Sunday, June 14, 2009


The name of the third largest city in the United States comes from an Ojibwa word (the exact word varies by the source) that means either stripped skunk, the skunk place, or skunk cabbage. Many Chicagoans prefer to believe the source word meant onion patch.

But Chicago was built on swampy land and it is possible the word that became Chicago in English originally meant Smelly Place. Certainly, the Chicago Stockyard of the last century earned that moniker.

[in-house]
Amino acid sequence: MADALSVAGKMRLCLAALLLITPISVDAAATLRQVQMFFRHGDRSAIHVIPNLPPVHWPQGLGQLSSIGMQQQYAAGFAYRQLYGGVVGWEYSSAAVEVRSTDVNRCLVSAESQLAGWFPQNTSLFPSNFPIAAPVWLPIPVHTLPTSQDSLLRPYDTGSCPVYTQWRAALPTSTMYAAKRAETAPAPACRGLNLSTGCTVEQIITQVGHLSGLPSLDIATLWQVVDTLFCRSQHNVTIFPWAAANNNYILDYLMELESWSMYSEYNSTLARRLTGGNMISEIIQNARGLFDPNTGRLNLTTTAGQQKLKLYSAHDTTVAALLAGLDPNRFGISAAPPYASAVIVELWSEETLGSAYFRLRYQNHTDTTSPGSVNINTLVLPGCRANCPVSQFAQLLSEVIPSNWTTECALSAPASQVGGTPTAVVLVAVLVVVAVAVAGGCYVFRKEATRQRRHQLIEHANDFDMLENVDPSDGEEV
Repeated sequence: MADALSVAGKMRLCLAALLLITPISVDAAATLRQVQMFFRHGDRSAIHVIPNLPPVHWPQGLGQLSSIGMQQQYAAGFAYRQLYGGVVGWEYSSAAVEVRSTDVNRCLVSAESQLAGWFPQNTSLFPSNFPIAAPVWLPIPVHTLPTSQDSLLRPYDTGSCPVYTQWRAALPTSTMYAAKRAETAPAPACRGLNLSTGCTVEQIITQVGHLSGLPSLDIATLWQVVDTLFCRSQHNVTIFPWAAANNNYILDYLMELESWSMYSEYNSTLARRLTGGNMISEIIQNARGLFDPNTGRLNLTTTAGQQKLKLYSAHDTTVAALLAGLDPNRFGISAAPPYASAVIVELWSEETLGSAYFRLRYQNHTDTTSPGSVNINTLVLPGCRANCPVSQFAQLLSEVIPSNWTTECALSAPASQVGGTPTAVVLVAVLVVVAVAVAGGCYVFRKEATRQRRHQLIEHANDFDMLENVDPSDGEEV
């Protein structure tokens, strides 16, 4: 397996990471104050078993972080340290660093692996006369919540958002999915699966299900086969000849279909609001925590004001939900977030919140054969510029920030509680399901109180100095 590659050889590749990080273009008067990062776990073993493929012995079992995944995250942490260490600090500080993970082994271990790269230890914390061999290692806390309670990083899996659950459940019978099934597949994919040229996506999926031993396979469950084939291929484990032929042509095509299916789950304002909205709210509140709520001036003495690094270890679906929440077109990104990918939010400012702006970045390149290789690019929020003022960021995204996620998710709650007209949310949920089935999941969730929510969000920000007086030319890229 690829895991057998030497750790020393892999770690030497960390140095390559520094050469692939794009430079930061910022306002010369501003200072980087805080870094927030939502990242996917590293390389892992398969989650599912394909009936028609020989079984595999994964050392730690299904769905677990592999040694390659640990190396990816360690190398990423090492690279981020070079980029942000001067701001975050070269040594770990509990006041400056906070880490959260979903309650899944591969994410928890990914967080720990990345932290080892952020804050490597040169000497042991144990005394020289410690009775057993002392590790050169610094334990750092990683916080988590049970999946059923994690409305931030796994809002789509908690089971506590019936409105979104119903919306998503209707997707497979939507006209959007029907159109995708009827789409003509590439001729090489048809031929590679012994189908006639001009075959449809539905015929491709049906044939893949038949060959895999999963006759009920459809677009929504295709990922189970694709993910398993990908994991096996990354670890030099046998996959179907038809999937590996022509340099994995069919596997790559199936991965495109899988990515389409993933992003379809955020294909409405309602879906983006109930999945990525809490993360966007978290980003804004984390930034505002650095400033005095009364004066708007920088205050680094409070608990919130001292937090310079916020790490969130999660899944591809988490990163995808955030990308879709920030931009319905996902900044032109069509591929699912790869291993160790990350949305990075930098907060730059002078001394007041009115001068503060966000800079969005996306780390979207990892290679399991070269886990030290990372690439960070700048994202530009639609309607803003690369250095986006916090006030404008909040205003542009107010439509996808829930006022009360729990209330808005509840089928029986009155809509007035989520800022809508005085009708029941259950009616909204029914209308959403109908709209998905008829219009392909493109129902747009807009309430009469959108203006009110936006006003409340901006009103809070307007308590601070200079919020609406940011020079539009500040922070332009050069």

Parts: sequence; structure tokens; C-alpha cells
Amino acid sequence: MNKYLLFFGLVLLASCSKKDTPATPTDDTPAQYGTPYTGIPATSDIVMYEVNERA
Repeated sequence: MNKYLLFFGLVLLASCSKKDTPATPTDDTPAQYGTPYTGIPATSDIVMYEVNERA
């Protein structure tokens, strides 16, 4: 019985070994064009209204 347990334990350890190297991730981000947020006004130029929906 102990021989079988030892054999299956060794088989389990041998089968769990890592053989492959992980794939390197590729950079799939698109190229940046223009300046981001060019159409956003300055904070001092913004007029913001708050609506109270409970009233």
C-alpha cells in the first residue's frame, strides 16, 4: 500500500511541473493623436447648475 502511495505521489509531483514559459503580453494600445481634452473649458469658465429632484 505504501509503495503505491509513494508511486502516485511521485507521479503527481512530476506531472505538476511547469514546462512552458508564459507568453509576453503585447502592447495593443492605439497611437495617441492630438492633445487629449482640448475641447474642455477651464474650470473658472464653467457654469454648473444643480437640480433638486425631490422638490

The people of Chicago, a city of over three million souls, live under an encircling and overpowering smell. At breakfast, at luncheon, at dinner: while working and, playing; awake and asleep; Chicago's millions inhale penetrating smells from the mountains of dung and offal in its great stockyards. The greater the smells the stockyards make, the greater their contributions to Chicago. ~ Ralph Borsodi, This Ugly Civilization, 1929

Chicago Stockyards, 1947


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